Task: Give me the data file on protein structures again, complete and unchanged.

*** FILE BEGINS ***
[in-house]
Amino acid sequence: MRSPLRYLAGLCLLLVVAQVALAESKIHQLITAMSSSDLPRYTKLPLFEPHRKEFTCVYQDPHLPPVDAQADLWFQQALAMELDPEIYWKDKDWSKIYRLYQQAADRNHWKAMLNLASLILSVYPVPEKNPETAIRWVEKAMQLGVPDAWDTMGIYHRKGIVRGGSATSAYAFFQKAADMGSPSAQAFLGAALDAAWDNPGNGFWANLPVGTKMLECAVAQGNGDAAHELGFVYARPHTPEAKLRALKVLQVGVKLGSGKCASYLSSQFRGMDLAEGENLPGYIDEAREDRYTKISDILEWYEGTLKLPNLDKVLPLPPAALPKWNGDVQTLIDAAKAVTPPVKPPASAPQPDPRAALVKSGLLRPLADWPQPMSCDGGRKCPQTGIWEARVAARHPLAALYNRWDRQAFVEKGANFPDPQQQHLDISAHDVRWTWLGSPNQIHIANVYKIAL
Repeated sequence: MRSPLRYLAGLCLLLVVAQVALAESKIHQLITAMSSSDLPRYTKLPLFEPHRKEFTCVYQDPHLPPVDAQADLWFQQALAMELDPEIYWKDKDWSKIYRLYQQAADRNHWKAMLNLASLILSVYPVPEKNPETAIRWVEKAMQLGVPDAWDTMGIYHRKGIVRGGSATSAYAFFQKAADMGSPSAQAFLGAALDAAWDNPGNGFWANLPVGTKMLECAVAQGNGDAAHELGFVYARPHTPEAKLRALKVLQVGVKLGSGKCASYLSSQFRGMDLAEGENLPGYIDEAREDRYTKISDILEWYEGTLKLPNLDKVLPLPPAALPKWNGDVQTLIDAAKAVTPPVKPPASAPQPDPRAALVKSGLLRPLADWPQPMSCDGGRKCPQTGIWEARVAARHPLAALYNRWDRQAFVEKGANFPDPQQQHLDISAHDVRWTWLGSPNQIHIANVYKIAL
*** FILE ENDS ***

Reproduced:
[in-house]
Amino acid sequence: MRSPLRYLAGLCLLLVVAQVALAESKIHQLITAMSSSDLPRYTKLPLFEPHRKEFTCVYQDPHLPPVDAQADLWFQQALAMELDPEIYWKDKDWSKIYRLYQQAADRNHWKAMLNLASLILSVYPVPEKNPETAIRWVEKAMQLGVPDAWDTMGIYHRKGIVRGGSATSAYAFFQKAADMGSPSAQAFLGAALDAAWDNPGNGFWANLPVGTKMLECAVAQGNGDAAHELGFVYARPHTPEAKLRALKVLQVGVKLGSGKCASYLSSQFRGMDLAEGENLPGYIDEAREDRYTKISDILEWYEGTLKLPNLDKVLPLPPAALPKWNGDVQTLIDAAKAVTPPVKPPASAPQPDPRAALVKSGLLRPLADWPQPMSCDGGRKCPQTGIWEARVAARHPLAALYNRWDRQAFVEKGANFPDPQQQHLDISAHDVRWTWLGSPNQIHIANVYKIAL
Repeated sequence: MRSPLRYLAGLCLLLVVAQVALAESKIHQLITAMSSSDLPRYTKLPLFEPHRKEFTCVYQDPHLPPVDAQADLWFQQALAMELDPEIYWKDKDWSKIYRLYQQAADRNHWKAMLNLASLILSVYPVPEKNPETAIRWVEKAMQLGVPDAWDTMGIYHRKGIVRGGSATSAYAFFQKAADMGSPSAQAFLGAALDAAWDNPGNGFWANLPVGTKMLECAVAQGNGDAAHELGFVYARPHTPEAKLRALKVLQVGVKLGSGKCASYLSSQFRGMDLAEGENLPGYIDEAREDRYTKISDILEWYEGTLKLPNLDKVLPLPPAALPKWNGDVQTLIDAAKAVTPPVKPPASAPQPDPRAALVKSGLLRPLADWPQPMSCDGGRKCPQTGIWEARVAARHPLAALYNRWDRQAFVEKGANFPDPQQQHLDISAHDVRWTWLGSPNQIHIANVYKIAL